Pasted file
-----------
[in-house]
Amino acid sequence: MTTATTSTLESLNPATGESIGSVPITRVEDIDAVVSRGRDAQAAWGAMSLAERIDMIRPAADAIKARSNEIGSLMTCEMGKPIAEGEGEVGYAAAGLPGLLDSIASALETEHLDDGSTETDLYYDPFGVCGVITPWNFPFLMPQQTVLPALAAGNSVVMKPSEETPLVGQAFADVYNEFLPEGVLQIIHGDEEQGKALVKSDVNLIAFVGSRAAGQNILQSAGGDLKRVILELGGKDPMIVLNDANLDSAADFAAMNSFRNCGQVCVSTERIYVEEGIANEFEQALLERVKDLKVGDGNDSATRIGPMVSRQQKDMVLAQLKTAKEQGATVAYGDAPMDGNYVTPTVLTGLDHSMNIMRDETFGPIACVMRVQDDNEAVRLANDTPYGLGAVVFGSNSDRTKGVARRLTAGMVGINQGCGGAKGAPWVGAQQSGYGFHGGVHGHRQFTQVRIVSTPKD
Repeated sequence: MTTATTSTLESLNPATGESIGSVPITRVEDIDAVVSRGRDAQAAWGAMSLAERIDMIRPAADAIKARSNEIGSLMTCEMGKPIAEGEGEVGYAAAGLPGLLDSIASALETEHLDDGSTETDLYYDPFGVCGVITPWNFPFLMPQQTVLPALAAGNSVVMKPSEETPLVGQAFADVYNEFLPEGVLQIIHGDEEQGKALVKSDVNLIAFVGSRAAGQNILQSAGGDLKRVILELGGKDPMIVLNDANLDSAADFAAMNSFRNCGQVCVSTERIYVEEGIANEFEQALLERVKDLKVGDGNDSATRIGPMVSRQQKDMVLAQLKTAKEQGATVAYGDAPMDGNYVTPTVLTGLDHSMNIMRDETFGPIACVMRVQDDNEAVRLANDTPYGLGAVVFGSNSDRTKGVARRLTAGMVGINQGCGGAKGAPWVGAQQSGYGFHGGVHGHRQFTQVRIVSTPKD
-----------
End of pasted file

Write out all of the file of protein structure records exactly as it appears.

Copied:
[in-house]
Amino acid sequence: MTTATTSTLESLNPATGESIGSVPITRVEDIDAVVSRGRDAQAAWGAMSLAERIDMIRPAADAIKARSNEIGSLMTCEMGKPIAEGEGEVGYAAAGLPGLLDSIASALETEHLDDGSTETDLYYDPFGVCGVITPWNFPFLMPQQTVLPALAAGNSVVMKPSEETPLVGQAFADVYNEFLPEGVLQIIHGDEEQGKALVKSDVNLIAFVGSRAAGQNILQSAGGDLKRVILELGGKDPMIVLNDANLDSAADFAAMNSFRNCGQVCVSTERIYVEEGIANEFEQALLERVKDLKVGDGNDSATRIGPMVSRQQKDMVLAQLKTAKEQGATVAYGDAPMDGNYVTPTVLTGLDHSMNIMRDETFGPIACVMRVQDDNEAVRLANDTPYGLGAVVFGSNSDRTKGVARRLTAGMVGINQGCGGAKGAPWVGAQQSGYGFHGGVHGHRQFTQVRIVSTPKD
Repeated sequence: MTTATTSTLESLNPATGESIGSVPITRVEDIDAVVSRGRDAQAAWGAMSLAERIDMIRPAADAIKARSNEIGSLMTCEMGKPIAEGEGEVGYAAAGLPGLLDSIASALETEHLDDGSTETDLYYDPFGVCGVITPWNFPFLMPQQTVLPALAAGNSVVMKPSEETPLVGQAFADVYNEFLPEGVLQIIHGDEEQGKALVKSDVNLIAFVGSRAAGQNILQSAGGDLKRVILELGGKDPMIVLNDANLDSAADFAAMNSFRNCGQVCVSTERIYVEEGIANEFEQALLERVKDLKVGDGNDSATRIGPMVSRQQKDMVLAQLKTAKEQGATVAYGDAPMDGNYVTPTVLTGLDHSMNIMRDETFGPIACVMRVQDDNEAVRLANDTPYGLGAVVFGSNSDRTKGVARRLTAGMVGINQGCGGAKGAPWVGAQQSGYGFHGGVHGHRQFTQVRIVSTPKD